Lilly Lays an Egg

May 27, 2010

By John Newcomer:

Last week,  I got an excited call from my wife.  “You will never guess what just arrived?” she said.  What could it be?   Gutters for the garden shed?  No.  My new iPad?  No.  Our appliance rebate?  No.  What then??  “Our new chicken coop and four chickens!!” she shared enthusiastically.  What??!!  And so began our journey into the world of backyard farming.

Urban Chickens

Minne, Lilly, Ruby, and Abilene

We are now the proud owners of  Minne, Lilly, Ruby, and Abilene… clucking and foraging away. Apparently, I am not alone.

The Urban Chicken

The urban chicken is now mainstream America.  Cities large (Chicago, IL) and small (Asheville, NC) across America are adopting ordinances that allow residents to raise chickens in their backyards.  The national trend is driven not by economics, but by nutritional concerns about the food we eat.  However, given the cost of organic eggs it is also  very economical to raise chickens.

What does it cost and how hard is it raise chickens?

The Simmons Family & their rooster

Russ and Polly Simmons of Hendersonville, North Carolina have been raising chickens for the last year. They bought their first chicks for only $2.00 a piece.  In just 5 months, the chicks were laying eggs.  If you are impatient you can buy a full grown egg laying chicken for $10.00.  Chicken feed is dirt cheap.  Only $10.00 for a 50 pound bag.  Chickens also like stale bread,  table scraps, pretty much anything that is going into the garbage.

According to Russ Simmons, three chickens will lay two eggs per day. Organic eggs sell for $4.00 for a dozen eggs.  Do the math.  It only takes a couple of months to cover the cost of your chickens and feed.  The wild card in the price equation is the cost of the coop. Russ Simmons built his, and he estimates that it cost him about $500. The good news, chickens are not fussy and any coop will do them just fine. A few pieces of scrap wood and cardboard boxes work just as well as a big fancy one.

Chicken Coop

Chickens are easy keeps.  They will not range very far and come back to their coop every night.  The really good news is they  lay their eggs in the roosting boxes in the coop.  Yes, no hunting the eggs.  Every few days you need to spread straw on the floor of the coop, and every few months remove the straw, which now makes great compost for the garden.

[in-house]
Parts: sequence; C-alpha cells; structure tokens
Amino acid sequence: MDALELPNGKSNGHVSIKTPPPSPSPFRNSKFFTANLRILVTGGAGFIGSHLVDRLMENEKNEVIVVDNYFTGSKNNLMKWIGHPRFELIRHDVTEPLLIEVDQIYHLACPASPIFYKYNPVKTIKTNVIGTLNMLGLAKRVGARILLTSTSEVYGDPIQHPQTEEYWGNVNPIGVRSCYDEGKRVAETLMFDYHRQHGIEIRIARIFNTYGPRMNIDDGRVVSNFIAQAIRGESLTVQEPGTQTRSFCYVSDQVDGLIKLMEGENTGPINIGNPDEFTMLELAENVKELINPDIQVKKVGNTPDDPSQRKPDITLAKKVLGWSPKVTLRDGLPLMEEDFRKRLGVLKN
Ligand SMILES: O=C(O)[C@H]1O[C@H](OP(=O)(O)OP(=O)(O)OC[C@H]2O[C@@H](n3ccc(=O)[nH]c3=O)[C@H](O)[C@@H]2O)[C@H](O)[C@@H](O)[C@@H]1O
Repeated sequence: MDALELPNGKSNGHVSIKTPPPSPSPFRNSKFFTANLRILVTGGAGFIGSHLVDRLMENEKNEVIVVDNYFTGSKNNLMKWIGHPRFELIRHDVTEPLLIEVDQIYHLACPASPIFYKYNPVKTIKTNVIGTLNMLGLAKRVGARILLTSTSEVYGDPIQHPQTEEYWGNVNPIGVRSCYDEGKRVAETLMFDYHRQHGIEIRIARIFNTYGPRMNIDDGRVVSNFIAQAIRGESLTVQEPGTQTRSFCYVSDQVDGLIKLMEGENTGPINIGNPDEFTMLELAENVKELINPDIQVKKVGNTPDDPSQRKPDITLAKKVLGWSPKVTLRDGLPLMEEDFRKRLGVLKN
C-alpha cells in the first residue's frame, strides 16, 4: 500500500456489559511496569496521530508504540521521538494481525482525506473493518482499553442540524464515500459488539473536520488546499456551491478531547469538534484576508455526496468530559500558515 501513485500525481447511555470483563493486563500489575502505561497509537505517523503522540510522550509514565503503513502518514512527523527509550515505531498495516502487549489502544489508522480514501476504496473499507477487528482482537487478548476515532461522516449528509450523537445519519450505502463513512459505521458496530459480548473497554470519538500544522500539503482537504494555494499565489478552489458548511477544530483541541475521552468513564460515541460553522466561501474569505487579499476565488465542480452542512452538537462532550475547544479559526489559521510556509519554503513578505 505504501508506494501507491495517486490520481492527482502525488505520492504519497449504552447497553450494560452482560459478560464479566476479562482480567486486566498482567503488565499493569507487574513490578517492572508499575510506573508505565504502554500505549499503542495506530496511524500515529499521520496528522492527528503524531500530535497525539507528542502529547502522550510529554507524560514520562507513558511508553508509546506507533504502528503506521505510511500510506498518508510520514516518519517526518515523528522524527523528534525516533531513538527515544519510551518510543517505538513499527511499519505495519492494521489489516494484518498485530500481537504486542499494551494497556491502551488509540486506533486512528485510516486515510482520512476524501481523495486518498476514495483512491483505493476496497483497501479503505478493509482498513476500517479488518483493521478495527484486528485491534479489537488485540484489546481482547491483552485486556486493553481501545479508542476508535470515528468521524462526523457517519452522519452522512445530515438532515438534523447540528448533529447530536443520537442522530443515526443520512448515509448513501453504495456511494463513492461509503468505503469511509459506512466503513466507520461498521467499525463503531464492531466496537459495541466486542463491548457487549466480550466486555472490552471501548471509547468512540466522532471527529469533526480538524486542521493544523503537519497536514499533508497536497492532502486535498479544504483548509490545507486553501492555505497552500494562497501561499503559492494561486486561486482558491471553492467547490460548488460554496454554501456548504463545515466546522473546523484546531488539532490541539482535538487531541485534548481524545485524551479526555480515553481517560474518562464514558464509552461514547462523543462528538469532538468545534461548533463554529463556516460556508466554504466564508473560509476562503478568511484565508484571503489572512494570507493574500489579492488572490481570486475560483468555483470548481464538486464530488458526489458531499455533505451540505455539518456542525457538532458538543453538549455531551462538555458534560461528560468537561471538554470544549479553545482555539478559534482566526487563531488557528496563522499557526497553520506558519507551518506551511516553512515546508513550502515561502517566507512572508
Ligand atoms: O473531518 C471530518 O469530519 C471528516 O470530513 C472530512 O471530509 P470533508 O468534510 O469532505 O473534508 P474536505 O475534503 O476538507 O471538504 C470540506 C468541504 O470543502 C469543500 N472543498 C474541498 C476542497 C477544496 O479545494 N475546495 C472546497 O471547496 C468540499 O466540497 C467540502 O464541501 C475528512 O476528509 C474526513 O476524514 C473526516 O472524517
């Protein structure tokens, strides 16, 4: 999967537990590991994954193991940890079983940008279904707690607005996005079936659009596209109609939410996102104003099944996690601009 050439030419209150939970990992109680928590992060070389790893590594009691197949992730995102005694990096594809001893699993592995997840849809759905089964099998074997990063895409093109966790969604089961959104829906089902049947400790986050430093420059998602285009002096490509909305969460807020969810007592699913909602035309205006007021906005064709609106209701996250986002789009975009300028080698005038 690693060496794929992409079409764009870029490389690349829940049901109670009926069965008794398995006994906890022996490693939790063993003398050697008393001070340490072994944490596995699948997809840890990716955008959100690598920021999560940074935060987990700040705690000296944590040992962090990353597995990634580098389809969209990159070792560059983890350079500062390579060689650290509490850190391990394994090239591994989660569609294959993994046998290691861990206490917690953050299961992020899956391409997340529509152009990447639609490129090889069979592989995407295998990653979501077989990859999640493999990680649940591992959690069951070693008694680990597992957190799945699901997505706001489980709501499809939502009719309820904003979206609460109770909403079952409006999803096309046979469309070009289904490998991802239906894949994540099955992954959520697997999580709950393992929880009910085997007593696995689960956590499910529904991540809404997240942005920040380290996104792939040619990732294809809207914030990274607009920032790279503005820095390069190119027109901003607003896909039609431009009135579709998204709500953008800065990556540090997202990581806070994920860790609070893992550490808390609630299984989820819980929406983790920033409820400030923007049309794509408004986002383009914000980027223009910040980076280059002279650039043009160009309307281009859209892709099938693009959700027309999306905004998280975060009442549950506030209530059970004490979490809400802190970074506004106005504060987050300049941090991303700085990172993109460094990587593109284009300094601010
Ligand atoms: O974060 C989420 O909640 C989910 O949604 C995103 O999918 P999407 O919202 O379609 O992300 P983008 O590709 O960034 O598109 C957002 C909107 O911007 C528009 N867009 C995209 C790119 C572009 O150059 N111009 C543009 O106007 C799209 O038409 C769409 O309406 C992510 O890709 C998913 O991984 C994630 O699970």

Health benefits of organic eggs

Eggs have gotten a bad rap on health benefits.  Yes, they contain cholesterol, but most of that cholesterol is not absorbed into the blood stream, and they contain a lot of good stuff like protein and choline.  According to a study by the Harvard Medical School, an egg a day is just fine for most people.

More important is the recent study of the President’s Cancer Panel.  It calls on America to rethink the way we deal with cancer and calls on a more rigorous regulation of chemicals.

This is the reason backyard chickens are becoming so popular.  As Polly Simmons points out, she knows for a fact that her eggs have no hormones, chemicals, and are 100% organic.  “And they taste better!”

To name or not to name your chickens

Yes, chickens will one day stop laying eggs.  Then what do you do?  Does Lilly become Sunday dinner? Or remain free to roam around the backyard clucking away.  After providing your family with so many delicious breakfast omelets, my vote is to let her cluck to her hearts content into her golden years.  And don’t get any silly ideas about finding out whether a chicken can really run around with it’s head cut off!